So now I'm going to go and watch all of "From the Earth to the Moon" with my kid; can't think of a better way to spend the day.

Posted by: PAUL DE ZAN | July 20, 2009 2:14 PM    Report this comment

As a kid, I watched every space launch from Alan Shepard thru the beginings of the Space Shuttle. The shuttle system should have been turned over to private industry. At that point, NASA should have been back to its original mission, and that of exploration systems. Maybe, we could have been on our way to Mars by now.
Our country is now a failure as far as exploration goes, and that is too bad. We were great at one time.

Posted by: GLENN DARR | July 20, 2009 2:54 PM    Report this comment

We have lost the distinction between reality and virtual reality. Sadly, virtual reality has become more the standard - the unfortunate byproduct of the new technology. Why should young people be expected to aspire to be astronauts when they can be anything or anyone they can imagine through the magic of a few key strokes? It is instant gratification and no real effort or sacrifice. I watched this historic event on black and white TV. I feel fortunate for having experienced it; for having been there in my own small way. If I should recieve a call to cease my life as I know it to get a seat on the next trip out of the earth's atmosphere. sign me up. I'll be there on the next plane.

Posted by: Jud Phillips | July 20, 2009 8:06 PM    Report this comment

I grew up reading science-fiction and believing deeply that our future as a race of sentient beings must include colonization and development of other planets. I believed that first moon landing had us on our way at last, and I speculated on how long it would take, in what direction, what intermediate steps would be involved, how long it would be before we achieved some form of force-field space drive (rendering chemical-fuel rockets as obsolete as the ox-cart), whether FTL travel is really possible. What I never dreamed of for a minute was that we would make it to the moon, and then just stop. Do nothing for forty years except orbiting a few communication and navigation satellites. Just stop. God help us all.

Posted by: john Wood | July 21, 2009 5:39 PM    Report this comment

Yeah, we've got all these other things, important things, to spend all that money we wasted on filming that moon landing in a studio lot on.

Like buying bigscreen teevee's for the less motivated, er, fortunate among us.

The pride and determination shown by the Apollo project's contemporary generation is simply missing from today's. Fifty years of sending our kids off to the government to be indoctrinated, uh, educated will do that to a country.

Posted by: Justa Guy | July 21, 2009 5:43 PM    Report this comment

I too remember the landing but I also remember returning to explore the surface for minerals and good dune buggy spots. I can understand the feeling that everything stopped. Workig at JPL from time to time over the next 30 years, I can assure you THEY never lost enthusiasm over the program. Sure they had other "fish" to fry but the moon program set the stage for all of the others and it was a constant reminder. I think we can look to Viet Nam as the main distractor. The costs of war cooled the nation just as Iraq is doing today. It is a #$%&*!@ shame!

Posted by: Larry Fries | July 22, 2009 2:10 AM    Report this comment

I was a new first officer for a supplemental air carrier on layover in Chicago when the first Moon landing was accomplished. We were all gathered around a television that was set up for the purpose in a local grill frequented by crewmembers. Everyone held their breath until the landing was made.

When I was a line boy and then flight instructor at Long Beach, Daugherty Field, I can remember watching the Pregnant Guppy and Mini Guppy (Boeing 377 Stratocruisers with expanded fuselages necessary to carry space hardware), taking off loaded and using almost all of runway 12. All four P&W 4360 engines doing everything they could, lifting off at the last second and barely making it over the 405 Freeway past the end of the runway. I was convinced that if a tall semi-tractor was on the freeway at the time, it would have been knocked over.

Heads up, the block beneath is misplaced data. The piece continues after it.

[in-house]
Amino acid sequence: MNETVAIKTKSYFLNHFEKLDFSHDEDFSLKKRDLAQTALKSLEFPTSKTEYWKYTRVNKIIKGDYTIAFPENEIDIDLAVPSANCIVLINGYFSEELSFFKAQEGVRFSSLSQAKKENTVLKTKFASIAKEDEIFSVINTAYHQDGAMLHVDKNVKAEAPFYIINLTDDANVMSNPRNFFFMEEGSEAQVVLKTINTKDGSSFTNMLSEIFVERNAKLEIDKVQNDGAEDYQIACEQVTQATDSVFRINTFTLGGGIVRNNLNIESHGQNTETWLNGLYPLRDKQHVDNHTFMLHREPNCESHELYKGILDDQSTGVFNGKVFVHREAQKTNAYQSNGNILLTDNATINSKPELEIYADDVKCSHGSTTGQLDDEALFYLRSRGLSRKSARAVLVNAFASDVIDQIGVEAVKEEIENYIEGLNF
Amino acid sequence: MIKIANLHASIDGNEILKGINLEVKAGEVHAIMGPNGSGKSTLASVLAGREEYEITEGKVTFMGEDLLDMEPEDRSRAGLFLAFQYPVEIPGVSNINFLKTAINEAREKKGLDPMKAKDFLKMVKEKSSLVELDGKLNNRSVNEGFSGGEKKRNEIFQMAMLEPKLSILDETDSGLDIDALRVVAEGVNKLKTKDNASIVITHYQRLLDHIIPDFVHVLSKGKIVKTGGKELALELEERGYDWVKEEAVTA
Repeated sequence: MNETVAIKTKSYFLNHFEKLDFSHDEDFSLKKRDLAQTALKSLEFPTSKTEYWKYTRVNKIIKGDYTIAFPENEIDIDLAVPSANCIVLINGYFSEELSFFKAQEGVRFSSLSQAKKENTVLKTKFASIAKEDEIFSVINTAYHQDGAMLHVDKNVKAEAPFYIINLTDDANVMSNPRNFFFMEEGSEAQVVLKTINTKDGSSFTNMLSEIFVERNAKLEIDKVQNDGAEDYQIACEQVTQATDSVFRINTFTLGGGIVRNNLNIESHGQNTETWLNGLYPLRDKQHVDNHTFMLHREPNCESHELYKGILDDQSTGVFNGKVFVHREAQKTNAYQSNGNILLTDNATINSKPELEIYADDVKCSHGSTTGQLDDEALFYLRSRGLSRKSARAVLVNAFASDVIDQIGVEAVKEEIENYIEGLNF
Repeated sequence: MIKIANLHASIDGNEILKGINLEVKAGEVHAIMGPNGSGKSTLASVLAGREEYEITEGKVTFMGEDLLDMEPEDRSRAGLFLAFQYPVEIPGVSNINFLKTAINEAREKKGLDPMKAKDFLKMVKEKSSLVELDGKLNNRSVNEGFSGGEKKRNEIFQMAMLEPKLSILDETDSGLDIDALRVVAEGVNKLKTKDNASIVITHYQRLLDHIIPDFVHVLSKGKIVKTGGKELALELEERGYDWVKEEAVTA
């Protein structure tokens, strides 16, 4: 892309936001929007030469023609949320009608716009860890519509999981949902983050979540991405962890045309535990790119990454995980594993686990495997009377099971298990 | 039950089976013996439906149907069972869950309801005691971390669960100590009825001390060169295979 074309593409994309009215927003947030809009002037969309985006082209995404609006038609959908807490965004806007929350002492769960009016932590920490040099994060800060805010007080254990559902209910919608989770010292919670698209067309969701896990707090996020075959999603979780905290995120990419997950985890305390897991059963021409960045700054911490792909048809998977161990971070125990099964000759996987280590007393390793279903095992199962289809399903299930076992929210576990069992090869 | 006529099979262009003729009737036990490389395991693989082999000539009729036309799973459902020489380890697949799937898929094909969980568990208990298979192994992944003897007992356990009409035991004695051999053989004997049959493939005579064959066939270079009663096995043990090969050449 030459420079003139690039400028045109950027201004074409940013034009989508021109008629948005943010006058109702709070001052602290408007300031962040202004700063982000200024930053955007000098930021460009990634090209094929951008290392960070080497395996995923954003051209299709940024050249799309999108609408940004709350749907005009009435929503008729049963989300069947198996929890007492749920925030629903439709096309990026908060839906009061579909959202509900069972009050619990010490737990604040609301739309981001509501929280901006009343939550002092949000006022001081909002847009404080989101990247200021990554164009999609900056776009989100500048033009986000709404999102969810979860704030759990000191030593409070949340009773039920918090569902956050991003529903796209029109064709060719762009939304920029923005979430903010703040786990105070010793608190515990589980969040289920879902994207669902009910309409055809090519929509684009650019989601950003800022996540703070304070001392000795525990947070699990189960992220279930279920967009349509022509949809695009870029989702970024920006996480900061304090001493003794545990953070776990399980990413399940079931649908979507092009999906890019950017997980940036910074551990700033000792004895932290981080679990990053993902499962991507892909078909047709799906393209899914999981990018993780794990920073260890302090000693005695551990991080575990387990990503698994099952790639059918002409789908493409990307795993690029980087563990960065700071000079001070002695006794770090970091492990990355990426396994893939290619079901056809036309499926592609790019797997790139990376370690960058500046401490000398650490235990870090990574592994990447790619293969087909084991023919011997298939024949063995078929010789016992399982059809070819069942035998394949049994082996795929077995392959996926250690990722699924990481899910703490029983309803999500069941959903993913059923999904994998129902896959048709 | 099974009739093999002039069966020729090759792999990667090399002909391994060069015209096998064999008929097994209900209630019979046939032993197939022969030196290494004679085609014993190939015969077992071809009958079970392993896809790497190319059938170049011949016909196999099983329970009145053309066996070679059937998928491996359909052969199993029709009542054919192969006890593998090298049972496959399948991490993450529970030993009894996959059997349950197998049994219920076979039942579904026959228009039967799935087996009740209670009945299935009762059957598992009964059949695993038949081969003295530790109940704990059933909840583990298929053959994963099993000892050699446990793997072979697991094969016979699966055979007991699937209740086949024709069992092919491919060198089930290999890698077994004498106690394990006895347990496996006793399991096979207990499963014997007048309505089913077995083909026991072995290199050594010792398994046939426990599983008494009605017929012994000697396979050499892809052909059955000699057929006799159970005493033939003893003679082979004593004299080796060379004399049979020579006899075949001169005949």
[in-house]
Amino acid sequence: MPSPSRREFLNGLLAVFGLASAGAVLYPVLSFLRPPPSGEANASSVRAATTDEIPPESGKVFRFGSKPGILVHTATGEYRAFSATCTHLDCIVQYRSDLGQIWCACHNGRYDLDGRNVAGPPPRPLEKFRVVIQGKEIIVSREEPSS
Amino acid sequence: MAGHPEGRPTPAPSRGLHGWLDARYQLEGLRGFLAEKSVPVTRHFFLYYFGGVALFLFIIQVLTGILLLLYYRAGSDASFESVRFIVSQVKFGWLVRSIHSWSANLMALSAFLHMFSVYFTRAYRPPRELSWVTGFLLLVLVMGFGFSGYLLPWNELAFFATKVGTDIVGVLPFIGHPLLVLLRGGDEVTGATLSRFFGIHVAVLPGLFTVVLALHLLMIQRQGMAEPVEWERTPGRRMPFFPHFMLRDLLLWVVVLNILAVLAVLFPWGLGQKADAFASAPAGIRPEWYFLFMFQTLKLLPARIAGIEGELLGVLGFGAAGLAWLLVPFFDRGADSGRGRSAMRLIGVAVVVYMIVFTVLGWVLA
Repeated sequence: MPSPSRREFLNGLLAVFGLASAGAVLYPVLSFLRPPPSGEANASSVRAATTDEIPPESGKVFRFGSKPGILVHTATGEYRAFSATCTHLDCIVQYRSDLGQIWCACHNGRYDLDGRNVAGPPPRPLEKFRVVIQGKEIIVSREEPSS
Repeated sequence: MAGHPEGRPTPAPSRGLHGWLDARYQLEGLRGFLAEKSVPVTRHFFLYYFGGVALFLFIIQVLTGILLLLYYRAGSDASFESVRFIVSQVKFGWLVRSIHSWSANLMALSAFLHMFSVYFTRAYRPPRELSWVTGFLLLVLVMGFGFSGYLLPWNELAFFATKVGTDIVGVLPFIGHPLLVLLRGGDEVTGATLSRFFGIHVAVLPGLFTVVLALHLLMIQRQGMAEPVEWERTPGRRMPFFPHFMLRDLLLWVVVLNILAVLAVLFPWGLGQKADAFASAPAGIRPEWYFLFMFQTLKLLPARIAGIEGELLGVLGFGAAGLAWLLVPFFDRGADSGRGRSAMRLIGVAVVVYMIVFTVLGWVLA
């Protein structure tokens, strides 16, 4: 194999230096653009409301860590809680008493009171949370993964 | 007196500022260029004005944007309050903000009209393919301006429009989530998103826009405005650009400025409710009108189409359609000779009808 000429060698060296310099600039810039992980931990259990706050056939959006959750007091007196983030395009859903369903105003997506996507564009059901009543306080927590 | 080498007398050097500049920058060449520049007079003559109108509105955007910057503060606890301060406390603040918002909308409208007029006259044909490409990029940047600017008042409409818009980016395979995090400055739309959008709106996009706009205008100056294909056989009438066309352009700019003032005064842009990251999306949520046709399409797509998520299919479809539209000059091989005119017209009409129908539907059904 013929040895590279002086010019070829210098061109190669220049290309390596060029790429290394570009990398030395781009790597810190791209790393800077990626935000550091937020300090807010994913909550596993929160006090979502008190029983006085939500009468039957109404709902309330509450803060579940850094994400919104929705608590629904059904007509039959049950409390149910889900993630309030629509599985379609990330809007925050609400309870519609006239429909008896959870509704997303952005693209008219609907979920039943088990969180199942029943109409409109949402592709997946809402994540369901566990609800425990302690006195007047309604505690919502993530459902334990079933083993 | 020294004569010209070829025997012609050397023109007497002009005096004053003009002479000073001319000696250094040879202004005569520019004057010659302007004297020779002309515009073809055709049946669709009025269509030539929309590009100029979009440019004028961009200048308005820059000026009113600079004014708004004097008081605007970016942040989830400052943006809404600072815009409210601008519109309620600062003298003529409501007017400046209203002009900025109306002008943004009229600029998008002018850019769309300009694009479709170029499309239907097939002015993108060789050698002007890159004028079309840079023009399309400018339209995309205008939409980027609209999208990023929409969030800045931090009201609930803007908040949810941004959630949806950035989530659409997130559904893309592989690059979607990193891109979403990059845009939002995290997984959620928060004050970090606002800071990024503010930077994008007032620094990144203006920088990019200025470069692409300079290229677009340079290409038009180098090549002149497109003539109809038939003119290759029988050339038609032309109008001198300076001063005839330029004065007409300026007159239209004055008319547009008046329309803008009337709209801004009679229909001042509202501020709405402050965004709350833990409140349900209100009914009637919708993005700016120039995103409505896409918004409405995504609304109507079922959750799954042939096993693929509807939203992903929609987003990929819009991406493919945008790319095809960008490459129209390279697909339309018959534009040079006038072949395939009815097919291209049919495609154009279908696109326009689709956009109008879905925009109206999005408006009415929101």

That was a less risk-adverse society. We lose a lot when the risk of potential litigation overrides the risk involved with progress.

Posted by: THOMAS OLSEN | July 22, 2009 10:03 AM    Report this comment

I looked up searching for the source of a different and thrilling sound when I was 8 years of age and I have never been the same. I logged my
first “flights” in a piece of tin roofing bent into a canoe shape with a board for a wing. My advanced trainer was an enclosed cockpit made from old orange crates, the source of construction materials for a poor kid in the late 1930s and early 1940s.

I cannot describe the incredible sensation of takeoff in every real airplane I have ridden in or flown since and I will never experience a rocket liftoff. However, nothing can take away the pride and thrill of our space race from the first Mercury shot through the Apollo missions. And now my 79-year-old body is entertained and sustained by the myriad by-products of that era. Why, oh why did we stop?

Orv Knarr

Posted by: Orv Knarr | July 23, 2009 7:28 AM    Report this comment

I have to ask why restart manned space exploration versus robots. What is the goal? If it is exploration and data collection, then robots are far more efficient and effective than any manned mission (aside from what we learn about human physiology). Look at Hubble’s discoveries, or Mariner or any of the slew of machines coasting around the cosmos faithfully reporting what they find. And when we get bored we can turn off the receivers and go home. Putting humans in space has so far been reported by most NASA personnel as initially thrilling followed by stupendous boredom by both air and ground crews. Yes, there have been spinoffs far too numerous to mention, but they have been developed in order to get into space. Once we get a human there, what do we learn? I think an honest answer to that question is “Not much.”

There are parallels between manned space vehicles and the push to limit manned fighters versus unmanned vehicles in the USAF: Robots don’t make heroes and AF generals. But the reality is that a fighter that can turn on a dime and give nine cents change has limited utility in the days of beyond visual range missile shots. Heck, a robot can do that too.

Posted by: Thomas Connor | July 25, 2009 4:26 PM    Report this comment